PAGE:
Yesterday evening I finished the command stand for my future 9th Brigade for Waterloo:

It represents Major-General Sir Denis Pack (later KCB) and his ADC  Major Edmund L'Estrange:
MAJOR-GENERAL Sir Denis Pack, K.C.B., wounded at Waterloo

Only son of the Very Rev. Thos. Pack, Dean of Ossory, by Catherine dau. and heiress of Denis Sullivan, of Berehaven, co. Cork. Five times received the thanks of Parliament for his military services. Was one of the moat dashing leaders of a brigade in the Par. War. " He was scarred with wounds and covered with glory." Commanded the 71st Regt. at Buenos Ayres when that city was retaken by the Spaniards, and was sev. wounded. and taken prisoner. When he escaped from prison, Pack was appointed to the command of a provisional battalion stationed at Colonia. His fidgety and irascible temper somewhat tried those who had to serve under him. One morning there appeared written in chalk on the door of a barn the following distich :

"The devil break the gaoler's back, that let thee loose, sweet Denis Pack."

For his services at Waterloo he was made Col.-in-Chf. of the York Chasseurs. M. 10th July, 1816, Lady Eliz. Beresford, youngest dau. of George, 1st Marquis of Waterford, and had issue. His 2nd son was Lord Beresford's heir, and assumed the surname of Beresford. Sir Denis died 24th July, 1823.
(from: "The Waterloo roll call" by Charles Dalton, Link to the original text)

Firstly I decided to represent Pack's brigade because I liked the mixture of different Scottish units. But meanwhile I got fascinated by the character of this gifted commander. If anyone knows a good biography about him I'd be happy for any hint.
Pack's staff officers were rather unlucky during the campaign. His General of Brigade Brevet-Major Smyth was mortally wounded at Quatre Bras and his other ADC Major Edmund L'Estrange was mortally wounded at Waterloo. Anyway I decided to represent the latter:

MAJOR E. L'Estrange, 71st Foot, K.

Edmund L'Estrange was a hero in every sense of the word. He waseldest son of Capt. Anthony L'Estrange of the 88th Regt. one of the Irish representatives of the ancient family of Le Strange, of Hunstanton, co. Norfolk. Was A.D.C. to Sir Denis Pack in the Par. War, and hisespecial gallantry, on several occasions, attracted the notice of Wellington. Made a brevet maj. at the early age of 26. His right leg was shattered by a round shot at Waterloo, and he died soon after suffering amputation. Had he lived, a great future was in store for him. A pension was granted to his mother whom he had supported.
(from: "The Waterloo roll call" by Charles Dalton, Link to the original text)

Although an officer of the 71st Regiment of Foot would have worn another dress I decided to show Major L'Estrange in the usual staff officers' uniform. In 1815 he had been Pack's ADC for several years so I thought it might be plausible that he adopted the appropriate uniform until then.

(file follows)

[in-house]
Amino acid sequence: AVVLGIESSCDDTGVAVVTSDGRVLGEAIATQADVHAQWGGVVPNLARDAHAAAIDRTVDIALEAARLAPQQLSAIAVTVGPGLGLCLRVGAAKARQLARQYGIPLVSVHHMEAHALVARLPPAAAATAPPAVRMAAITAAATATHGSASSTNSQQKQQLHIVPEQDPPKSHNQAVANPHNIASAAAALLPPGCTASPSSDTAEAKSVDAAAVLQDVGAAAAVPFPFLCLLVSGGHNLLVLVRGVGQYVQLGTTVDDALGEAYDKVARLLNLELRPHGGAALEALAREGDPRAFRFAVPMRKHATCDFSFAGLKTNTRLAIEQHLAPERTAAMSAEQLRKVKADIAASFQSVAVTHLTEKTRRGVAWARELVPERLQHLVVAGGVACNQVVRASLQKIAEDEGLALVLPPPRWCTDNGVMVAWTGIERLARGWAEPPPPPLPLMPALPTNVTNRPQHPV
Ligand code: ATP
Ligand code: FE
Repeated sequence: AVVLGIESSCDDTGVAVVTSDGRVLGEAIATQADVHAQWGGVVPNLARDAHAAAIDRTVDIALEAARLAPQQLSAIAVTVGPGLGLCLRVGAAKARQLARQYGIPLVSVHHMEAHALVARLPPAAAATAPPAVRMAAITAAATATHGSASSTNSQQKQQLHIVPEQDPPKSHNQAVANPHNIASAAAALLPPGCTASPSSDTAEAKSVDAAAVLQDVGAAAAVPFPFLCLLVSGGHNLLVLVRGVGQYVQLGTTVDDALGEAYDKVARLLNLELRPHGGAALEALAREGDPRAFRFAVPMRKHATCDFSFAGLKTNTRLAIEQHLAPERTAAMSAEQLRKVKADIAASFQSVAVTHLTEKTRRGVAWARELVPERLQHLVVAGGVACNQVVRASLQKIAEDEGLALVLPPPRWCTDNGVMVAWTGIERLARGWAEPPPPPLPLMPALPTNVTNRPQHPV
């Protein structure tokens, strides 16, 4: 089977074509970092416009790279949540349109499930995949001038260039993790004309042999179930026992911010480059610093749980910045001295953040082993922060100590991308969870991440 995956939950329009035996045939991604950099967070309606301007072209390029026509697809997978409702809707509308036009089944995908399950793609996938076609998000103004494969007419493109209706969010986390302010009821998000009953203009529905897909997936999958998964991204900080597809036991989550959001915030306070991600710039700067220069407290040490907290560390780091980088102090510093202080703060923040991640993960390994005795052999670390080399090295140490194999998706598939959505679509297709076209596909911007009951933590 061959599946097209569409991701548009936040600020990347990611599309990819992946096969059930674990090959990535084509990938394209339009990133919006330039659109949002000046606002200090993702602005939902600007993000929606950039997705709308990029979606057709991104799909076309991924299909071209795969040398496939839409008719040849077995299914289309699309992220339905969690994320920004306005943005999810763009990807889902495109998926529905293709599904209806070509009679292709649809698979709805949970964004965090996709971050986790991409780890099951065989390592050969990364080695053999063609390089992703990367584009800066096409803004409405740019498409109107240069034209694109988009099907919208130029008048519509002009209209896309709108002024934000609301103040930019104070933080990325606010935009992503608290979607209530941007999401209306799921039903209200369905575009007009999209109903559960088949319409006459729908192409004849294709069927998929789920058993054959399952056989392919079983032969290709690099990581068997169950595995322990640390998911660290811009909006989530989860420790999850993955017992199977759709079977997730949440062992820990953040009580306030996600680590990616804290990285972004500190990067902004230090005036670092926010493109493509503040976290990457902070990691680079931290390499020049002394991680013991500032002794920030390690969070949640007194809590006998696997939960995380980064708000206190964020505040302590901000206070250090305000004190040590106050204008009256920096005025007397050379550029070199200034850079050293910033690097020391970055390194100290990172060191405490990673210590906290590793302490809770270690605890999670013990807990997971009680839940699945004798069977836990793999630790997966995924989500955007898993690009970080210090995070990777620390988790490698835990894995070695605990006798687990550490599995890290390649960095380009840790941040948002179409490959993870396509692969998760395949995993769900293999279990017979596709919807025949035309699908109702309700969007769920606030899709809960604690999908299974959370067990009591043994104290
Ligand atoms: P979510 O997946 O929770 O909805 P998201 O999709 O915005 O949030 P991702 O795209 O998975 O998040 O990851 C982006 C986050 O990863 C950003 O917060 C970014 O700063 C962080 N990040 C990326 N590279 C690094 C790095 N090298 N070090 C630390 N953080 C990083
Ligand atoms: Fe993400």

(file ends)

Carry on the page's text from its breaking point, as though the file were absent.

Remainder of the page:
The figures are both by Perry Miniatures. While the Pack miniature is really meant to be the Major-General I had to improvise with the ADC because unfortunately there are no British staff officers by the twins yet. A pity!
Anyway luckily I got the inspiration of "Guns of April" who did some similar conversion a few years ago for a Peninsular War project they had. Although those chaps did a great job I wanted to be as precise as possible within the boundaries of my limited sculpting skills. So I took an ADC from the Perrys' Nassau command pack and started grinding and milling and removed everything that didn't look British. Afterwards I took some greenstuff to perform damage control and wel... reached the result you see now.
An excellent source for the work was Osprey's "Wellington's Generals" from their Men at Arms series. On one of the colour plates there's an ADC pictured and described. Anyway the experts amongst you will probably spot the small mistakes on the uniform and especially the horse furniture but I think they are venial.

If you're interested in it I'll post some WIP pictures of L'Estrange later this week.

As usual I painted the figures with Vallejo Model Colors. The base is a 60mm circular steel base from Precision Wargames Supplies. Perfect in shape, extremely thin and magnetic which makes transport of such vignettes much easier. In addition to my usual mixtures of static grass, flowers and flock I added a piece of Warbases' rather new animals range:
Meanwhile Diane and Martin are producing a wide range of domestic and wild animals and I can highly recommend them. They are all very well sculpted and the larger animals are perfect to add some life to farms or villages. And the smaller ones like those rabbits are to my mind a nice addition to larger vignettes.

Last but not least a close-up shot from Denis Pack's face. When you compare it to a historcial picture you see how close Alan and Michael came with there sculpt. Excellent work and great fun to paint. Unfortunately I'm still looking for a feeling for the contours of faces...
In any that makes me keen on painting more command bases. So probably I'll tackle a light cavalry commander rather soon for my 6th Cavalry Brigade... or Picton the old rogue... or the Iron Duke... A lot of possibilities...   ;-)